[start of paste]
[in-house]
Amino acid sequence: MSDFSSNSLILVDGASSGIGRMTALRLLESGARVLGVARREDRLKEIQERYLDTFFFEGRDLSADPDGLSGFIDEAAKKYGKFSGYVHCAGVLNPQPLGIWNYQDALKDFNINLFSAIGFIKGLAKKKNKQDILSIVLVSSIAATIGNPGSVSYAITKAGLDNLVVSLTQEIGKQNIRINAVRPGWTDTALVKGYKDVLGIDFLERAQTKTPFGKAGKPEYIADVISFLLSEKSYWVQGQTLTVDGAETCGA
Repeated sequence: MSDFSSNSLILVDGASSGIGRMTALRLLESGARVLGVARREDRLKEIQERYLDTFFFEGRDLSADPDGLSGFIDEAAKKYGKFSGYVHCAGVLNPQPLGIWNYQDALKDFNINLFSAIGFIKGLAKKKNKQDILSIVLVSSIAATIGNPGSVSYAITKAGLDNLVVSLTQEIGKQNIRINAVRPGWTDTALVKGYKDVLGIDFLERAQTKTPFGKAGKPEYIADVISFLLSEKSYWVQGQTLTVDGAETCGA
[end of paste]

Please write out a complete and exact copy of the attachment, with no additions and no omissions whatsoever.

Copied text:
[in-house]
Amino acid sequence: MSDFSSNSLILVDGASSGIGRMTALRLLESGARVLGVARREDRLKEIQERYLDTFFFEGRDLSADPDGLSGFIDEAAKKYGKFSGYVHCAGVLNPQPLGIWNYQDALKDFNINLFSAIGFIKGLAKKKNKQDILSIVLVSSIAATIGNPGSVSYAITKAGLDNLVVSLTQEIGKQNIRINAVRPGWTDTALVKGYKDVLGIDFLERAQTKTPFGKAGKPEYIADVISFLLSEKSYWVQGQTLTVDGAETCGA
Repeated sequence: MSDFSSNSLILVDGASSGIGRMTALRLLESGARVLGVARREDRLKEIQERYLDTFFFEGRDLSADPDGLSGFIDEAAKKYGKFSGYVHCAGVLNPQPLGIWNYQDALKDFNINLFSAIGFIKGLAKKKNKQDILSIVLVSSIAATIGNPGSVSYAITKAGLDNLVVSLTQEIGKQNIRINAVRPGWTDTALVKGYKDVLGIDFLERAQTKTPFGKAGKPEYIADVISFLLSEKSYWVQGQTLTVDGAETCGA